By Alex McCoy, Contributing Writer, Owner of Fit Travel Life
There has been a ton of advice for self-care and working as a nurse during the pandemic. Now, more than ever, nurses need to take time to themselves and be conscious of what they are absorbing when they are not at work.
The COVID-19 Pandemic has changed a lot about our jobs, and with new information being presented seemingly on the daily, it can be hard to turn off work mode when you go home. The news, social media, and even going out in public can trigger a range of emotions and thoughts. This is why it is so important to figure out how to avoid some of these triggers and be conscious of what you “let in”.
Spend Time Somewhere Without a Mask
Hear me out. I am 100% pro-mask for the sake of protecting everyone around us. However, I don’t think you will find anyone on this planet who would claim to love having something covering their mouth and nose every time they leave their home.
When you are off work, try to find somewhere secluded or even just make a point to go on your porch or balcony and enjoy being outside or out in the world without a mask. Your skin and your mental health will thank you.
Take a Social Media Break
At work you are likely being constantly bombarded with COVID precaution updates, or on high alert about being exposed unknowingly. The constant worry about COVID-19 is stressful and adds an additional layer to our already stressful jobs.
Then when you get home, you see COVID on the news, COVID on social media, and signs or notices everywhere in public about COVID precautions.
Make a point to get away from all the COVID talk. Sign out of social media for 24 hours, only watch Netflix or Hulu, and do your best to avoid thinking about the pandemic for a hot second. If friends or family bring it up, kindly tell them you are avoiding the topic for a period of time, and do your best to change the subject.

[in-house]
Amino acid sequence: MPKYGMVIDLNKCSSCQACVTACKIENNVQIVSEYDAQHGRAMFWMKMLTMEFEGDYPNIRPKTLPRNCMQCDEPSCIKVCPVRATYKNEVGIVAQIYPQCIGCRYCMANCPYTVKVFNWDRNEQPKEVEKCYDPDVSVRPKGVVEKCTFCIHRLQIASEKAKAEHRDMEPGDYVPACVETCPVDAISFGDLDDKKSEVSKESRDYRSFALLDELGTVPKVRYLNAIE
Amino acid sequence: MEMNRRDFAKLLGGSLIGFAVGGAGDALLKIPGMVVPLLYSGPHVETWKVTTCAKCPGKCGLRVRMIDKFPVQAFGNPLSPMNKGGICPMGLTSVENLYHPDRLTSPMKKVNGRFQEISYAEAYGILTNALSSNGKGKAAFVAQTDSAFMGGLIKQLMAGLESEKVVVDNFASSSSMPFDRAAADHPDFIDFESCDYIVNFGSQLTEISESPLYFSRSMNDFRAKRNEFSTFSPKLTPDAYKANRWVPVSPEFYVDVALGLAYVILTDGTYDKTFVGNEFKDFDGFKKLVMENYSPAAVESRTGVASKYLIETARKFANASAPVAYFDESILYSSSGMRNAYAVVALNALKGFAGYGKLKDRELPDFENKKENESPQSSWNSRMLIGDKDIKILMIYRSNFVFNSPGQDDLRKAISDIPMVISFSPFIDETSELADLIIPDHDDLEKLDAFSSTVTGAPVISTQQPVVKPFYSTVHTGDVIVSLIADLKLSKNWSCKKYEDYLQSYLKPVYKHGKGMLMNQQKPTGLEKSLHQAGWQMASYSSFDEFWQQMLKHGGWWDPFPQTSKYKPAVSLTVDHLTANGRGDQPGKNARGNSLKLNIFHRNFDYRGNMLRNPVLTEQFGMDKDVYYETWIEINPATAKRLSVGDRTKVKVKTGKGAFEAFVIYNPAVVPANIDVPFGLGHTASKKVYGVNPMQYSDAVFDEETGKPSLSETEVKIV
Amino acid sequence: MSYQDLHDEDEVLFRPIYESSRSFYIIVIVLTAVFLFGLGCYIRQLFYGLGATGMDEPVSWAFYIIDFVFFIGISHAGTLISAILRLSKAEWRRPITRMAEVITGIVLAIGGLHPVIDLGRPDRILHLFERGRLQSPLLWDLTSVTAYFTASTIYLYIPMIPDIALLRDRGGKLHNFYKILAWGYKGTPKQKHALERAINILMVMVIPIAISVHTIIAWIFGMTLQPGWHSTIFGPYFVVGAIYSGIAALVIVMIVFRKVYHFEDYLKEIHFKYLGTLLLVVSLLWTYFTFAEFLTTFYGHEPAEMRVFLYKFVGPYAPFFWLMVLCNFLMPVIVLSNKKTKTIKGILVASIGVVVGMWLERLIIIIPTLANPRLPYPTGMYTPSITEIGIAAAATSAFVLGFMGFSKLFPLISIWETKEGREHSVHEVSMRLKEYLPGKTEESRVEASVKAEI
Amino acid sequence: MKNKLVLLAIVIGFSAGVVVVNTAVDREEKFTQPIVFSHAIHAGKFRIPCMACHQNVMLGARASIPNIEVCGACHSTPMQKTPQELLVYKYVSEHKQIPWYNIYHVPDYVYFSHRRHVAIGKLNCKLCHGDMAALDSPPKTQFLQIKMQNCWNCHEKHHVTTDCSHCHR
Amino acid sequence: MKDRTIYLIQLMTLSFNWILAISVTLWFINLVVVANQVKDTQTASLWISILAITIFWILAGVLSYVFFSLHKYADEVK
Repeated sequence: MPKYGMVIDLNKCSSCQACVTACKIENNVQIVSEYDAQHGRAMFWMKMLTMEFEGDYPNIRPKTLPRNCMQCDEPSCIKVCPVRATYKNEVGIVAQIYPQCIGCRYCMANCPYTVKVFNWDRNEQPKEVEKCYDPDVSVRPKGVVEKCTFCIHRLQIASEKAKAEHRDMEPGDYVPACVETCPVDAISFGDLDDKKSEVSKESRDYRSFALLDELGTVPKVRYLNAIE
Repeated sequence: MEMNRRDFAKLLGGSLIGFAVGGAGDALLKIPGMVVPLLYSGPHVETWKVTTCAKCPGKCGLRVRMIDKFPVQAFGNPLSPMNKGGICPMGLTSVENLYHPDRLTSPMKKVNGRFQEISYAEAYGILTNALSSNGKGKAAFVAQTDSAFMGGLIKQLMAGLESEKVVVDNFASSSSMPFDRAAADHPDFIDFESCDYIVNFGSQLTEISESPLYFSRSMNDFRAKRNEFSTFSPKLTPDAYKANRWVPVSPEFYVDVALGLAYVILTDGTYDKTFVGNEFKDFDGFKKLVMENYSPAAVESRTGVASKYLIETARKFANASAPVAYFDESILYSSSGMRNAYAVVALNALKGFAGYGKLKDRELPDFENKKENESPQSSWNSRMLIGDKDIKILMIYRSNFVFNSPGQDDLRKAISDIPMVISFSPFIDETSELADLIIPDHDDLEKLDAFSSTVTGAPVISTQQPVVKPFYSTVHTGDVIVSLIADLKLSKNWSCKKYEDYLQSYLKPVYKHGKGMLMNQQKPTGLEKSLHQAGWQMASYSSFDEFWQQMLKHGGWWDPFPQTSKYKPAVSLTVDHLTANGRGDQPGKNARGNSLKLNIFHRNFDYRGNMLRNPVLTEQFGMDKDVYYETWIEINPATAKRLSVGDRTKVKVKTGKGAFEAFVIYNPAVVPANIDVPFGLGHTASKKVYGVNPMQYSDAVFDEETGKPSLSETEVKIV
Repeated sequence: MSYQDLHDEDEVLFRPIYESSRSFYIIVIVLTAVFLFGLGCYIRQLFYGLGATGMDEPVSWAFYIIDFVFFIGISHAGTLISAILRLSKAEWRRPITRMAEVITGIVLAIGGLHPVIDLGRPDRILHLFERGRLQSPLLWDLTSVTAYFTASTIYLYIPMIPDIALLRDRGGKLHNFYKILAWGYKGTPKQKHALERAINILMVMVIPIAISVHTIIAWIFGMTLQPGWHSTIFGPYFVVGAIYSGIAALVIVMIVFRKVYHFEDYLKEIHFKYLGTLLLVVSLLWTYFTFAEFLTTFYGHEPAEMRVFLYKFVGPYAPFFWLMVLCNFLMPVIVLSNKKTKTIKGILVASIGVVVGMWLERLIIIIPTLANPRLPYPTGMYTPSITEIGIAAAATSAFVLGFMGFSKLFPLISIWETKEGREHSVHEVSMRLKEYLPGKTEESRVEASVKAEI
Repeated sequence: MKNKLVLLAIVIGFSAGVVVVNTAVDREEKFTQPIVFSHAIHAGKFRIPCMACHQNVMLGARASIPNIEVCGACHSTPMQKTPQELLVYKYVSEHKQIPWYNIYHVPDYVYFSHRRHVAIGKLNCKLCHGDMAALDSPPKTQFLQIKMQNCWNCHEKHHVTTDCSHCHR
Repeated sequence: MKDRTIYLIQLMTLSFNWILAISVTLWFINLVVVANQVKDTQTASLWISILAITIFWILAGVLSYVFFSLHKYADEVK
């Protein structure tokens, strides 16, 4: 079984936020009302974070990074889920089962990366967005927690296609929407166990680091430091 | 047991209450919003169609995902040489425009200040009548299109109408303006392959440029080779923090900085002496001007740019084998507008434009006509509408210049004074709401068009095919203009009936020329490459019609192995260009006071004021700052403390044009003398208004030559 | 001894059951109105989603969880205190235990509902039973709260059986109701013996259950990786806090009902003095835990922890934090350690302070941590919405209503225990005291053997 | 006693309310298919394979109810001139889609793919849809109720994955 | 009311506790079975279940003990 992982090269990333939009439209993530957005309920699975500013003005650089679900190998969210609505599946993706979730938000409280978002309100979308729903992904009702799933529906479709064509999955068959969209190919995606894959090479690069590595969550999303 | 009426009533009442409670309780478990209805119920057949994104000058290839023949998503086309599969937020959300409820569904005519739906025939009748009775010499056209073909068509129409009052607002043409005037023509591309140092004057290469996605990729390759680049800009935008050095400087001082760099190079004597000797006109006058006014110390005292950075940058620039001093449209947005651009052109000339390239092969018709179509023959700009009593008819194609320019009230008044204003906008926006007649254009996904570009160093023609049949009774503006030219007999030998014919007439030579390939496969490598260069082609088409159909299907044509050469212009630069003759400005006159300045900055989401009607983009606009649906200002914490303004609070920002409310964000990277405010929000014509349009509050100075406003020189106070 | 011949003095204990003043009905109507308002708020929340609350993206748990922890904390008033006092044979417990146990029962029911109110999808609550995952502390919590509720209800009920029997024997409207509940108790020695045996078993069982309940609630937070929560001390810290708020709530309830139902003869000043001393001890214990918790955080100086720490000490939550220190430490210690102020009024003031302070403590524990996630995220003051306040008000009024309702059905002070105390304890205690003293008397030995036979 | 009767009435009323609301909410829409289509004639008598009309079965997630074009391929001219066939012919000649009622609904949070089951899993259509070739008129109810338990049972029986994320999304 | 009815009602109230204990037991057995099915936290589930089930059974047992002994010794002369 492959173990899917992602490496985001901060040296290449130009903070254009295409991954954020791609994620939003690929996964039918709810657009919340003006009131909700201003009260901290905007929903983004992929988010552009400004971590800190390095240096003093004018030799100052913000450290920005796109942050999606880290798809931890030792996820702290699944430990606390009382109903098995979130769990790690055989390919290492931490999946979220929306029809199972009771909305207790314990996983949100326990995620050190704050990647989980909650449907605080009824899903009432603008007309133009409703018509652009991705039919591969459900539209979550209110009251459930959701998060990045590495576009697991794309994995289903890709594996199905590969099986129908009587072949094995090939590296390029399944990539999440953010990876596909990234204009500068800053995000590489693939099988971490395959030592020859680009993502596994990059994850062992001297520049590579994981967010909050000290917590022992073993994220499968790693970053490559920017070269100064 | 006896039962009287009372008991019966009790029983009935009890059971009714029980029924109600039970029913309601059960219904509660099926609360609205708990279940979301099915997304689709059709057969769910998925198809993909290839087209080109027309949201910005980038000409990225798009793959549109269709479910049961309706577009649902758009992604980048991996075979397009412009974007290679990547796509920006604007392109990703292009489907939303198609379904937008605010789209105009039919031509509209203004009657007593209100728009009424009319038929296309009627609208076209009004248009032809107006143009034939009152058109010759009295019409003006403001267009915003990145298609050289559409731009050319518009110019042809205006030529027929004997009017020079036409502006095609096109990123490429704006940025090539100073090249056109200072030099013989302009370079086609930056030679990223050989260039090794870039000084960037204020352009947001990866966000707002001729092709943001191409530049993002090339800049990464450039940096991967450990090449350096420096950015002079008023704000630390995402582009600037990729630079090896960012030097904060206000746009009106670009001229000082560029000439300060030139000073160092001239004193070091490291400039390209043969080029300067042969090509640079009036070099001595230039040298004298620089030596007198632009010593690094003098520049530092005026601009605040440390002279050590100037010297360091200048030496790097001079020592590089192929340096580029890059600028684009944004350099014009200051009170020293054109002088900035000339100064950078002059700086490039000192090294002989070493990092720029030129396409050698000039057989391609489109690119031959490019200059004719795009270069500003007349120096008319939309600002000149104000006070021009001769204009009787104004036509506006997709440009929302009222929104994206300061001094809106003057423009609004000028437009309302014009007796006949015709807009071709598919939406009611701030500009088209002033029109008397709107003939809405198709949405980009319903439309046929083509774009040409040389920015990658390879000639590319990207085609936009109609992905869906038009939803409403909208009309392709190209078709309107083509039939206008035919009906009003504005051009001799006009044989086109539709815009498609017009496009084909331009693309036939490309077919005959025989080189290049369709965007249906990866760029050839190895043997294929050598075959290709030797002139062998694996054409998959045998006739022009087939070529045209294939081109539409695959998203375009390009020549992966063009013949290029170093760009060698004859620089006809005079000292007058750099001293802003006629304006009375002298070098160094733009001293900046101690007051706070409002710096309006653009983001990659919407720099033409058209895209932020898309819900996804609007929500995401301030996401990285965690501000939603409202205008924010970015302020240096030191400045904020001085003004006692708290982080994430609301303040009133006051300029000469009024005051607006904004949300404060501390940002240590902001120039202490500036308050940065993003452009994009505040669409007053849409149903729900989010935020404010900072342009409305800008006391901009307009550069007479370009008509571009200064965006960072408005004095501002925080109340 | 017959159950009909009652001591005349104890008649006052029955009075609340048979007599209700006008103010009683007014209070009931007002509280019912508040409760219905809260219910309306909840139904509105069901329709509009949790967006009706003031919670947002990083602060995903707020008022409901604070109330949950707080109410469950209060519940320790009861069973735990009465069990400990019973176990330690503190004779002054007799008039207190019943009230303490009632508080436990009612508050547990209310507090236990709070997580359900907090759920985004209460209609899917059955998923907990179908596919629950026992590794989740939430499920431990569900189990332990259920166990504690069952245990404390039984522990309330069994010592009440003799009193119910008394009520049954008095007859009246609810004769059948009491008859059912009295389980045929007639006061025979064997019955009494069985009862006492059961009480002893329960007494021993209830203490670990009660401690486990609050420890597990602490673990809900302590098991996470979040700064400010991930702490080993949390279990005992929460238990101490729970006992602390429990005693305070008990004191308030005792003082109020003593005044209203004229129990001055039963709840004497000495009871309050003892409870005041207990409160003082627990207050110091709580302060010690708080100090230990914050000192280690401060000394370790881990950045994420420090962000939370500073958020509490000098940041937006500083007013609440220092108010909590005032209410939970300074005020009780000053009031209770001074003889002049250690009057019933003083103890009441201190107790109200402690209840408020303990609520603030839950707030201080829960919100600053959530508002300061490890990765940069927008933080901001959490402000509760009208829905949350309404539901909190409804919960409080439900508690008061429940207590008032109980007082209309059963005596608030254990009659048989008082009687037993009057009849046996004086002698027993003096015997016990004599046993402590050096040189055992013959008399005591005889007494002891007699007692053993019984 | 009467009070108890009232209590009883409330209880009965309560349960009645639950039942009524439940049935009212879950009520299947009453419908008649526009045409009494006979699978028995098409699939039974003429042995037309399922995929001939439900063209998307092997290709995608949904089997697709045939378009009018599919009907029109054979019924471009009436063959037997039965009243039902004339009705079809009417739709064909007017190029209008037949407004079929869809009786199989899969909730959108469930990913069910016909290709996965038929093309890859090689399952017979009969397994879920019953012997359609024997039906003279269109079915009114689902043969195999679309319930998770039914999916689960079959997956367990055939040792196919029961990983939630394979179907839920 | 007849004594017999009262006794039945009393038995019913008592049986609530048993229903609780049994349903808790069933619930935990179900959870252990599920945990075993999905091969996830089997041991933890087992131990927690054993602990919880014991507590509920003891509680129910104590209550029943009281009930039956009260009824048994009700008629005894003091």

Learn More About Mindfulness
Most nurses (especially travel nurses) are the go, go, go type. We like to stay busy and make a point to have something to do most hours of the day. This can be a huge contributor to feeling like we can’t just turn our brains “off” and relax a bit every once in a while.
In times of high stress, being able to do this is even more imperative. And while it may not come naturally to some people, the practice of mindfulness is something that can be learned. Do not be discouraged if you struggle with clearing your mind or being more self-aware at first–I promise it gets easier!
There are a couple of apps that are great for learning mindfulness. One is called Buddhify. It costs a few dollars but comes with a ton of downloadable meditations in all different styles and lengths–you can find them as short as five minutes or even twenty minutes or longer!
The Shine app is also a great place to start for a daily dose of gratitude, reflection, and a short meditation. There is quite a bit you can do with the free version, and each day has a specific theme that it follows.
Have a Ritual to Leave Work at Work
There is actually something useful about having a post-work ritual to switch your mind from one mode to the next. If you are headed home for a stretch of shifts off, consider having a routine that you implement to signal to your brain that it is “off work”.
This could be as simple as taking a long bath or shower after your last shift. And I’m not talking about a quick rinse-the-work-germs-away shower. I mean a long, shave your legs, maybe do a face mask, and just enjoy the warm water shower.
Some other ideas for a post-work ritual could be going on a walk, ordering takeout from your favorite local restaurant, or scheduling some time to chat and catch up with a friend back home since you don’t have to worry about falling into bed and being ready for work in less than twelve hours.
While the issue of self-care in nursing has been something that a lot of people have begun to harp on about in the past few years, now more than ever it is important to care for yourself mentally and spiritually.
Take the time to implement habits and routines that allow you to just be you. Not a nurse, not a traveler in the middle of a pandemic. Just a person who deserves time to rejuvenate and turn down all the noise we deal with on a regular basis.
Alex McCoy currently works as a pediatric travel nurse. She has a passion for health and fitness, which led her to start Fit Travel Life in 2016. She travels with her husband, their cat, Autumn and their dog, Summer. She enjoys hiking, lifting weights, and trying the best local coffee and wine.
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